Monday, December 16, 2013

My Appropriation Story...Biography and then some.

Old habits are hard to break, and even harder when YOU'RE old.

I am guilty of appropriation. But I vow... not in the future.
But how did I get here?

Here's the back story...

I could blame it on my revered High School Art Teacher, Mr. Levine. I loved him [not romantically]. He taught me a lot, but also some bad habits... including the DEADLY opaque projector technique.

High School - Photo by Robert Schimmel, double exposure.
I spent most of my spare time in High School in the Art room. Actually, spent some Chemistry, Geometry and Physics time in there, too. I was often fetched by a fellow student and dragged to class. My Math teacher, Babe Steen would just stand the hallway and yell - SCHIMMEL!!!! I only went to science classes [reluctantly] because Mr. Green was so cute. I would rather be in the art room than anywhere. But let us go back further...

When I was a very little girl, I was painfully shy. I started playing piano when I was 4. By ear. I have perfect pitch, and after my older brother's piano teacher left, I would walk over to the piano and play his lessons. My Mom was in the kitchen and thought Bob was practicing. When she realized it was me, she signed me up for lessons and immediately started thinking "child prodigy" and Julliard and the Ed Sullivan Show. Terror!
shy little girl in Reading, PA

I also started drawing when I was little.
I would stay in my room and draw. For hours. I always drew people. Or clothes [on people] or shoes [on people]. I can draw. I learned on my own. Did not get much help later on except a few classes I took on my own. What an easy kid for my parents to raise. Piano lessons, practice [ick] and quiet hours alone drawing or reading.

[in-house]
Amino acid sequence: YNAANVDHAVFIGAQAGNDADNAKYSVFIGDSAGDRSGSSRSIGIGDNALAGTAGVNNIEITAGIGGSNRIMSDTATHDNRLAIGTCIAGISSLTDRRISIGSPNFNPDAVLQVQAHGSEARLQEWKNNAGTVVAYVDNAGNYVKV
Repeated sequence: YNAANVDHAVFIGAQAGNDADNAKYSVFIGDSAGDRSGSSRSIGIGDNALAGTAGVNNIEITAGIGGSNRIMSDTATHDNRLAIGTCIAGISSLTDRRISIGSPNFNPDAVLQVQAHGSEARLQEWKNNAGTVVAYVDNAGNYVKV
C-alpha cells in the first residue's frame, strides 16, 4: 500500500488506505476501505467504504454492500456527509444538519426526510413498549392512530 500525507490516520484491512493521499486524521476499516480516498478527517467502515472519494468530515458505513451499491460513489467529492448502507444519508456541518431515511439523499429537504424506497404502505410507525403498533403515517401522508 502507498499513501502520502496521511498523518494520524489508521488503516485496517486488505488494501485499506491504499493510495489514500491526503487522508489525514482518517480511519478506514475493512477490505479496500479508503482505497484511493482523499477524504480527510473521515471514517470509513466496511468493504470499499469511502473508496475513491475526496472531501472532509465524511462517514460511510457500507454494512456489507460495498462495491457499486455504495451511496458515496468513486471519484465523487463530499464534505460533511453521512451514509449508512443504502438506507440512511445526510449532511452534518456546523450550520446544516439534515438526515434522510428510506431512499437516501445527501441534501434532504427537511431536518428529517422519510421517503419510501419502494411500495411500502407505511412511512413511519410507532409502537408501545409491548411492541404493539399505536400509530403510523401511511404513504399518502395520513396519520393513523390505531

My favorite books were [and still are] about people. I read every biography book in my school. Mostly about Native Americans.
I still read biographies.

Left to my own devices [literally], I'll watch documentaries about PEOPLE.We went to the JCC in Reading, PA and I took lots of art classes. Ceramics was my favorite. I still have EVERYTHING I ever made, even if it's cracked or broken.

In 6th grade, I made a puppet. I put him a plaid kilt, and a Tam O'Shanter... I remember arguing with my teacher who insisted I had to decide whether he was Irish or Scots. What a would I know the difference at 11? Now, on reflection...I'm thinking Scottish, I could swear it's the Black Watch tartan. I still have that puppet, too...molting away somewhere in a box. And now I know the difference.

In junior high, I really started thinking more about art and got great grades in drawing, and got an award for a portrait I did of my typing teacher [yeah... I'm THAT old]. Mr. Hobart really forced us to think outside the box... slapping metal rulers on the table and shouting "WAKE UP PEOPLE, it's the Pepsi Generation!"

I was not the "best" artist in school, that was Nancy Kintisch. And there were others. We were not in competition. The cameraderie in art rooms in high school was positive. But, encouragement on the home front was non-existent.

In the years between high-school and today... I bounced around colleges [4] and was an on-again off-again art major. I have to say, I learned very little in art class. One teacher I had for live drawing absolutely HATED me and ignored me all semester. At another college, one professor said "You know what you're doing, I can't teach you anything, just come back at the end of the semester with 12 paintings and I'll give you an A."